How small is small when it comes to tax?

The players are in the right positions. The referee has blown the whistle. The match of the round has begun and, as I predicted yesterday, SMEs have managed to become the political football being booted around by all sides.

The Greens are standing firm on their promise not to pass the company tax cuts to “big businesses” that are a key part of the Government’s mining tax package.

The Greens say they will pass the company tax reduction – down from 30% to 29% – to small businesses with less than $2 million in turnover, but that’s as far as they will go.

 “Giving a tax cut to small business is a pretty good tonic for this economy that we’re in,” Greens MP Adam Bandt told ABC Radio yesterday. 

“[But] there’s no case economically or on fairness for giving a tax cut to big business in the order of $2.4 billion.”

When Bandt and Bob Brown use the phrase “big business” they are no doubt thinking of the big banks, or Woolworths or Boral or Myer or Telstra or the hundreds of other companies in the ASX 300.

But the problem with using a threshold of $2 million in sales to define small business is that you penalise thousands of entrepreneurs in the SME community.

Take SmartCompany’s annual Smart50 list for example. Only one company was under the $2 million threshold in the 2010-11 year, and knowing how these companies grow they’ve probably zoomed past that mark already.

Are the members of the Smart50 big business? Of course not.

Do they deserve a tax cut? Of course they do.

But these are the sort of companies that will miss out if the Greens don’t budge. These companies employ people, create wealth and drive the economy forward.

Tarring them with the same brush as the top end of town is silly – even if it is very convenient from a political sense.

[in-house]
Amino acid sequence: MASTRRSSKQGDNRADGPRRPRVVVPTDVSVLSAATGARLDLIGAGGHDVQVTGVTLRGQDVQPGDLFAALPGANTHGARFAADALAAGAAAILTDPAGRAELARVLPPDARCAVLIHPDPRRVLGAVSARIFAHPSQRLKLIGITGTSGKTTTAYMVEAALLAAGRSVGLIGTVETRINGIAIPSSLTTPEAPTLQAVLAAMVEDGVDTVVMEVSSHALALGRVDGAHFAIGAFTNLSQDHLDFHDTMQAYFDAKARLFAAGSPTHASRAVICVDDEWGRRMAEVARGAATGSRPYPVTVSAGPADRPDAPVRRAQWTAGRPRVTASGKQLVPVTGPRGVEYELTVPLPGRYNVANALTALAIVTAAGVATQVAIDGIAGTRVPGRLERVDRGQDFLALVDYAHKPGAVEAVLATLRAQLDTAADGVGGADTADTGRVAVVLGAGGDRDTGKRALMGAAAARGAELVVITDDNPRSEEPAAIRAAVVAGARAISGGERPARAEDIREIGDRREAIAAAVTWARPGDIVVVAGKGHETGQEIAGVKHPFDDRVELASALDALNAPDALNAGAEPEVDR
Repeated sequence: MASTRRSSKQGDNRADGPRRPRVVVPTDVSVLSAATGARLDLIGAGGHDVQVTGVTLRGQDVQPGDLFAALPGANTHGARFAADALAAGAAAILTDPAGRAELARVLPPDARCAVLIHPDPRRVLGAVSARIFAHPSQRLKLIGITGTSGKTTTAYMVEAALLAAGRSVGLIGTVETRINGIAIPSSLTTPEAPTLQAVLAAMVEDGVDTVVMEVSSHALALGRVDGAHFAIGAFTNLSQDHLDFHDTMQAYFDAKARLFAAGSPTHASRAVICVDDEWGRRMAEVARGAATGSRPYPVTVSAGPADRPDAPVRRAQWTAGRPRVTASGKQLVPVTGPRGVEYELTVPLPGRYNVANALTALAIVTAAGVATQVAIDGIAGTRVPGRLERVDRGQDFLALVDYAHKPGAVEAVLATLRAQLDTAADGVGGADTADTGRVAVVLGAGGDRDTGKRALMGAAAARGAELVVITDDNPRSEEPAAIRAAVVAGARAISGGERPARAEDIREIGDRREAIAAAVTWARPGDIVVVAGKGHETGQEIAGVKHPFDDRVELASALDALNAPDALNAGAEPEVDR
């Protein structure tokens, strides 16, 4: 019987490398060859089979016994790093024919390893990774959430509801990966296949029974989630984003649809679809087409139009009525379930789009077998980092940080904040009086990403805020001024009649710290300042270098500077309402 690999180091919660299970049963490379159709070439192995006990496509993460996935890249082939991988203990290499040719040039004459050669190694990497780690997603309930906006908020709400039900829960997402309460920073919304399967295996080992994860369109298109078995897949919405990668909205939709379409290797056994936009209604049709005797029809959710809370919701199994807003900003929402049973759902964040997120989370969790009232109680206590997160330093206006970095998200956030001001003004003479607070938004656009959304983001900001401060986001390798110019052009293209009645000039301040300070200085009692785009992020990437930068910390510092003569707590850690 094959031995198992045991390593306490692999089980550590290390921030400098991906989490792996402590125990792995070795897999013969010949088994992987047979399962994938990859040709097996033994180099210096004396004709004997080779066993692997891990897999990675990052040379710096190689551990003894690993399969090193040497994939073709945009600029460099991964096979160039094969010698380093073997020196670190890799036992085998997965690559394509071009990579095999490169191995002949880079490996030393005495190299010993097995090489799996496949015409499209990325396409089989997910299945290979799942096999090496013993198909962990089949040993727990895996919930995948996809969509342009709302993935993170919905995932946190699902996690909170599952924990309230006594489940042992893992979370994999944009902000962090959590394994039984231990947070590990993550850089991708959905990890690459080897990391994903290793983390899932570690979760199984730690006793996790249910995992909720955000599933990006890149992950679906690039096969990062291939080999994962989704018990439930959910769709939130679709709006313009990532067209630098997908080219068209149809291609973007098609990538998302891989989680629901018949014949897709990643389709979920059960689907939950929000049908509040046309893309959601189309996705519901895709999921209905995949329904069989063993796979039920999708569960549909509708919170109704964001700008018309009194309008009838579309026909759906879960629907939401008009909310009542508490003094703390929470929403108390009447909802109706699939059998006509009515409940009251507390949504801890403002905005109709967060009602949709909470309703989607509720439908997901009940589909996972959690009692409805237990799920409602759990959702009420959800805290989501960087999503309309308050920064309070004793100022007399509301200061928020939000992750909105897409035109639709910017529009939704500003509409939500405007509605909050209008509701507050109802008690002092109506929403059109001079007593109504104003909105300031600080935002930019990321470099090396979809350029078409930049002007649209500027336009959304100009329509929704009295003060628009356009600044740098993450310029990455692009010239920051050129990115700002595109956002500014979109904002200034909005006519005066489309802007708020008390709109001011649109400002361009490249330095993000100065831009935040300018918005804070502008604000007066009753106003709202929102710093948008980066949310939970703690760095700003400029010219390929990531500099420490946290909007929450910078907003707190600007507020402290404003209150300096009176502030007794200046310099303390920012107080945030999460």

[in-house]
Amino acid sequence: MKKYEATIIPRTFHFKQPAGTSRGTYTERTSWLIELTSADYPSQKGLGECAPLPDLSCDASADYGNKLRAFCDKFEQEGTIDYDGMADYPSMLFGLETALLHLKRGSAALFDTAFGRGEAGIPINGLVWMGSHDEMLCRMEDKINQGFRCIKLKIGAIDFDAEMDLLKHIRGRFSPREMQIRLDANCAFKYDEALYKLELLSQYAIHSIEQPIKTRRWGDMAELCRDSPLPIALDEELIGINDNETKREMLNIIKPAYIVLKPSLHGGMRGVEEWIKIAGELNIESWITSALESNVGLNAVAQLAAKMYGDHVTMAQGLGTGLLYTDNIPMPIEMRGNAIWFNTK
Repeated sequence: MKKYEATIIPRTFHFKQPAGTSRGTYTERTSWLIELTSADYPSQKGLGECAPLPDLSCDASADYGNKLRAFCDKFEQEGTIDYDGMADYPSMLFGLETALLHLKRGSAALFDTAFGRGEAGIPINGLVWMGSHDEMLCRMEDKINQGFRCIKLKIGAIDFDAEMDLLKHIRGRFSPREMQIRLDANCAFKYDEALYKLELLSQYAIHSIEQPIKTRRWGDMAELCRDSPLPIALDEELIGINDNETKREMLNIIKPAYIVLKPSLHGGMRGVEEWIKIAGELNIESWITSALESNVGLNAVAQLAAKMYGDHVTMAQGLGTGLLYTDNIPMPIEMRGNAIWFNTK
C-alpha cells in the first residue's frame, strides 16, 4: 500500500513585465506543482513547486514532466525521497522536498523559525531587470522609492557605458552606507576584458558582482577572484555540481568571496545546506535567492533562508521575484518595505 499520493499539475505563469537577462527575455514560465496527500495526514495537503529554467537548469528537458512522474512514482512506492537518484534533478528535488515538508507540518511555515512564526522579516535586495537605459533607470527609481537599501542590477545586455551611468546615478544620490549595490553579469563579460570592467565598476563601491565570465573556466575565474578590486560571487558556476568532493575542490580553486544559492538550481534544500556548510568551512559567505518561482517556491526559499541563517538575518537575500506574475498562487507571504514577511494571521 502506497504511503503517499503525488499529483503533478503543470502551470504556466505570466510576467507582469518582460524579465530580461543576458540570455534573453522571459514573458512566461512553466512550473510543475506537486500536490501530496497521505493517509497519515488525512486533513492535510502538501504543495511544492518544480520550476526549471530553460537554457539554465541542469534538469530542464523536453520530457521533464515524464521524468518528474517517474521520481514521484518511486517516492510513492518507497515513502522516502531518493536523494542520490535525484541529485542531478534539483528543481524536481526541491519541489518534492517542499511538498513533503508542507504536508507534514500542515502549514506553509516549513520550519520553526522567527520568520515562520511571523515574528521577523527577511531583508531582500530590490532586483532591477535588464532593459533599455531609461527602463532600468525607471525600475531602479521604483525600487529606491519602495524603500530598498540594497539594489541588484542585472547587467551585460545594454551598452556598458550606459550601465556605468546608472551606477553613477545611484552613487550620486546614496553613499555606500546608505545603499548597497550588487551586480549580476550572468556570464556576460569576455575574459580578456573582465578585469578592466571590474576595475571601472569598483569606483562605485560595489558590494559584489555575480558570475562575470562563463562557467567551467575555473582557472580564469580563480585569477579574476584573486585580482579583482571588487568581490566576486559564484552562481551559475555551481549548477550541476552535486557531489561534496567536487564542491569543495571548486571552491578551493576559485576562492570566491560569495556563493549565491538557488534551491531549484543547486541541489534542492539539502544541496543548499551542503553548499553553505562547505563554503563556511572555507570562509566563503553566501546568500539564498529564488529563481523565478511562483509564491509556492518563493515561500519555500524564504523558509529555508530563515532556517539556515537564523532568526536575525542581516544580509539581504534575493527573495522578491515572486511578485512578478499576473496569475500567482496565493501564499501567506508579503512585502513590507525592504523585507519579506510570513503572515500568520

Ironically, the Greens have actually been pushing to widen the definition of a “small business” from $2 million to $5 million, which would be a much more sensible threshold.

If the Greens did manage to increase the threshold, that would dull the pain of dumping the broad company tax cut. But the Government would never agree to it, because that $2 million definition runs across several key tax reforms, including the enlarged asset investment tax write-off.

Ironically, Labor might not be too upset by the Greens’ position. If it can’t get the company tax cut through for “big business” it will have an extra $2.4 billion to play with – that’s gold when the Budget is so tight.

And Labor has even been able to use the Greens’ move as a way to have a crack at the Coalition, who are refusing to support the company tax cuts for small business or big business on the principle that they are paid for by the carbon tax, which the Opposition opposes.

Treasurer Wayne Swan thundered yesterday: “The ball is firmly in Tony Abbott’s court – will he support a company tax cut to help small businesses that aren’t in the fast lane, or will he oppose a company tax cut so he can give Clive Palmer and Gina Rinehart a huge tax cut instead?”

“Tony Abbott’s name will be forever recorded in the history books as the leader of the Liberal Party that voted against a tax cut for small business.”

Pretty smart play by Swan, really. He gets to deflect blame from Labor’s junior Government partner in the Greens and puts the Coalition into what really will be an awkward spot of voting against company tax cuts.

It’s all great fun for the politicians. But the thousands of SMEs who may miss out on a tax cut aren’t going to enjoy themselves quite so much.

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